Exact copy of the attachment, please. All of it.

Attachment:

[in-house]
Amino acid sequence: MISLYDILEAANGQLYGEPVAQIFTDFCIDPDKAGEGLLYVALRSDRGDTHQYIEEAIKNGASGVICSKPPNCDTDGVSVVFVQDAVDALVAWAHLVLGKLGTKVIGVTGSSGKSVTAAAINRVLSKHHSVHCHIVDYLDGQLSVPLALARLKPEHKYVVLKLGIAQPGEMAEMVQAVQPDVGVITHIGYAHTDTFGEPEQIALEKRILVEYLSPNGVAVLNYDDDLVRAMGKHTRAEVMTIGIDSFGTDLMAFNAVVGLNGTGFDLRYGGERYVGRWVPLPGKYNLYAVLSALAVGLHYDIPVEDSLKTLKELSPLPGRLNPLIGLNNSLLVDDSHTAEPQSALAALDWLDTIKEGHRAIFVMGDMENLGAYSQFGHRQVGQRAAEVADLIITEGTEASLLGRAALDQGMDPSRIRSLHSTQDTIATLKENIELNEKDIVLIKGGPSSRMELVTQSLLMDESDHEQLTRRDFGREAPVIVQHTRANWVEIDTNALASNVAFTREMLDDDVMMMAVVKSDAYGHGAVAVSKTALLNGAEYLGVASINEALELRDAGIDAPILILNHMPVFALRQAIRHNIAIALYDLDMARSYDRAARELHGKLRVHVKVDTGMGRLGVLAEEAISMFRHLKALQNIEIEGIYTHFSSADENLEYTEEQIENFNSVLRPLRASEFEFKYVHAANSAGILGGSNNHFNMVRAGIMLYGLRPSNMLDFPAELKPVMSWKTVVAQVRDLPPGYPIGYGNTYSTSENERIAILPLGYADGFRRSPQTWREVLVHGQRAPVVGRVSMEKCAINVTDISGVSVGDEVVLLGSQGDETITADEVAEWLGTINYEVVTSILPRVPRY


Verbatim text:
[in-house]
Amino acid sequence: MISLYDILEAANGQLYGEPVAQIFTDFCIDPDKAGEGLLYVALRSDRGDTHQYIEEAIKNGASGVICSKPPNCDTDGVSVVFVQDAVDALVAWAHLVLGKLGTKVIGVTGSSGKSVTAAAINRVLSKHHSVHCHIVDYLDGQLSVPLALARLKPEHKYVVLKLGIAQPGEMAEMVQAVQPDVGVITHIGYAHTDTFGEPEQIALEKRILVEYLSPNGVAVLNYDDDLVRAMGKHTRAEVMTIGIDSFGTDLMAFNAVVGLNGTGFDLRYGGERYVGRWVPLPGKYNLYAVLSALAVGLHYDIPVEDSLKTLKELSPLPGRLNPLIGLNNSLLVDDSHTAEPQSALAALDWLDTIKEGHRAIFVMGDMENLGAYSQFGHRQVGQRAAEVADLIITEGTEASLLGRAALDQGMDPSRIRSLHSTQDTIATLKENIELNEKDIVLIKGGPSSRMELVTQSLLMDESDHEQLTRRDFGREAPVIVQHTRANWVEIDTNALASNVAFTREMLDDDVMMMAVVKSDAYGHGAVAVSKTALLNGAEYLGVASINEALELRDAGIDAPILILNHMPVFALRQAIRHNIAIALYDLDMARSYDRAARELHGKLRVHVKVDTGMGRLGVLAEEAISMFRHLKALQNIEIEGIYTHFSSADENLEYTEEQIENFNSVLRPLRASEFEFKYVHAANSAGILGGSNNHFNMVRAGIMLYGLRPSNMLDFPAELKPVMSWKTVVAQVRDLPPGYPIGYGNTYSTSENERIAILPLGYADGFRRSPQTWREVLVHGQRAPVVGRVSMEKCAINVTDISGVSVGDEVVLLGSQGDETITADEVAEWLGTINYEVVTSILPRVPRY